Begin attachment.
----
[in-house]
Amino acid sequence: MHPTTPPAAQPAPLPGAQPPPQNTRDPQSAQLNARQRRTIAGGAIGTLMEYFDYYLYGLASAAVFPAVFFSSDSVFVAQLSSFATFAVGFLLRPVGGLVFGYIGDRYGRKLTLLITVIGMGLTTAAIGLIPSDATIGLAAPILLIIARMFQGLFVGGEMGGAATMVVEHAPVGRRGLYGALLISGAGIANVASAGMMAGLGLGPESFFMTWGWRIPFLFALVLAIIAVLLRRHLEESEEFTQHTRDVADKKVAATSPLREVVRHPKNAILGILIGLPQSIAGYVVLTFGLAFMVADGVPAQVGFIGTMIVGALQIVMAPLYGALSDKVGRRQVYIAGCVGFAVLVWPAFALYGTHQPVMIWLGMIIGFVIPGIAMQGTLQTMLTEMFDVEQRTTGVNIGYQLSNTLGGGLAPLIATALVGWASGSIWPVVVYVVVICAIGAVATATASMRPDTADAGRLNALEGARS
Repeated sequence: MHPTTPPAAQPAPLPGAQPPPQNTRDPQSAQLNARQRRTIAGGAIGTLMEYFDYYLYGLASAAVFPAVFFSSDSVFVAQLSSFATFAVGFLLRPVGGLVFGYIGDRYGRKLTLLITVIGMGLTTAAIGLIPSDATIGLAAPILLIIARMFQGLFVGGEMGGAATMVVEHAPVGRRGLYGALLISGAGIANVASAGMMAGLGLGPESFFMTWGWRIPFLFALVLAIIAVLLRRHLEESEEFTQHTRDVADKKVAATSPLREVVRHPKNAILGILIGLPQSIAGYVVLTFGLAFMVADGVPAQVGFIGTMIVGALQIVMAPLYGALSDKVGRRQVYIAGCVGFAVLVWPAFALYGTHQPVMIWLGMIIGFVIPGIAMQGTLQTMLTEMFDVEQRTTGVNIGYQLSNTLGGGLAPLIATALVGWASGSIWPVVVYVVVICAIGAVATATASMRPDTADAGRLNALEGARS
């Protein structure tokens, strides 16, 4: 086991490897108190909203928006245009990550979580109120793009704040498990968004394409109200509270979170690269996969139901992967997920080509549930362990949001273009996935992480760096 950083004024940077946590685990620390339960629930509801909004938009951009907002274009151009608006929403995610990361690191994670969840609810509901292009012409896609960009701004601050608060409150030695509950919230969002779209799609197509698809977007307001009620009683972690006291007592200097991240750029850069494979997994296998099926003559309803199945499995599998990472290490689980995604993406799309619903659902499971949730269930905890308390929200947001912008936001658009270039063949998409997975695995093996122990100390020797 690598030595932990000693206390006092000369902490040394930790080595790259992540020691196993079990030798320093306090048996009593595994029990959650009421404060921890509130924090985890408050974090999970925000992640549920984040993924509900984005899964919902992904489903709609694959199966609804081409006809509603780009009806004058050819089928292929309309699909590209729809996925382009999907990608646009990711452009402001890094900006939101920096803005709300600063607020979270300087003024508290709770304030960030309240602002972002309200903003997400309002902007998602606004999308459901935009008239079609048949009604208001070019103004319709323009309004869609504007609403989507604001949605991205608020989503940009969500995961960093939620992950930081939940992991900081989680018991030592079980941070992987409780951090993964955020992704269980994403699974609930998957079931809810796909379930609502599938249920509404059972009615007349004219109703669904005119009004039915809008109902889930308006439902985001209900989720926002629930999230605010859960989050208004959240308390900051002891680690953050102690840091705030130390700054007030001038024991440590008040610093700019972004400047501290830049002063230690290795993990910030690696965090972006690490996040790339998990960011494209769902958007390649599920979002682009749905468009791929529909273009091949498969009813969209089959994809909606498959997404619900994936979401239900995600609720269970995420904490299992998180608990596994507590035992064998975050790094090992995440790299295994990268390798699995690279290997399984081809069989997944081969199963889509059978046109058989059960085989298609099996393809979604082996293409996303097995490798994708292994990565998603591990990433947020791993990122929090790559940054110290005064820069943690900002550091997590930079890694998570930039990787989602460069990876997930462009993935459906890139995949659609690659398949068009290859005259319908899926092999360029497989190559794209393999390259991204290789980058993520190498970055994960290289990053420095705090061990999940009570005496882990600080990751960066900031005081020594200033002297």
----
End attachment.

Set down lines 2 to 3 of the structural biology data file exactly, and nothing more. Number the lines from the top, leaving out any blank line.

Amino acid sequence: MHPTTPPAAQPAPLPGAQPPPQNTRDPQSAQLNARQRRTIAGGAIGTLMEYFDYYLYGLASAAVFPAVFFSSDSVFVAQLSSFATFAVGFLLRPVGGLVFGYIGDRYGRKLTLLITVIGMGLTTAAIGLIPSDATIGLAAPILLIIARMFQGLFVGGEMGGAATMVVEHAPVGRRGLYGALLISGAGIANVASAGMMAGLGLGPESFFMTWGWRIPFLFALVLAIIAVLLRRHLEESEEFTQHTRDVADKKVAATSPLREVVRHPKNAILGILIGLPQSIAGYVVLTFGLAFMVADGVPAQVGFIGTMIVGALQIVMAPLYGALSDKVGRRQVYIAGCVGFAVLVWPAFALYGTHQPVMIWLGMIIGFVIPGIAMQGTLQTMLTEMFDVEQRTTGVNIGYQLSNTLGGGLAPLIATALVGWASGSIWPVVVYVVVICAIGAVATATASMRPDTADAGRLNALEGARS
Repeated sequence: MHPTTPPAAQPAPLPGAQPPPQNTRDPQSAQLNARQRRTIAGGAIGTLMEYFDYYLYGLASAAVFPAVFFSSDSVFVAQLSSFATFAVGFLLRPVGGLVFGYIGDRYGRKLTLLITVIGMGLTTAAIGLIPSDATIGLAAPILLIIARMFQGLFVGGEMGGAATMVVEHAPVGRRGLYGALLISGAGIANVASAGMMAGLGLGPESFFMTWGWRIPFLFALVLAIIAVLLRRHLEESEEFTQHTRDVADKKVAATSPLREVVRHPKNAILGILIGLPQSIAGYVVLTFGLAFMVADGVPAQVGFIGTMIVGALQIVMAPLYGALSDKVGRRQVYIAGCVGFAVLVWPAFALYGTHQPVMIWLGMIIGFVIPGIAMQGTLQTMLTEMFDVEQRTTGVNIGYQLSNTLGGGLAPLIATALVGWASGSIWPVVVYVVVICAIGAVATATASMRPDTADAGRLNALEGARS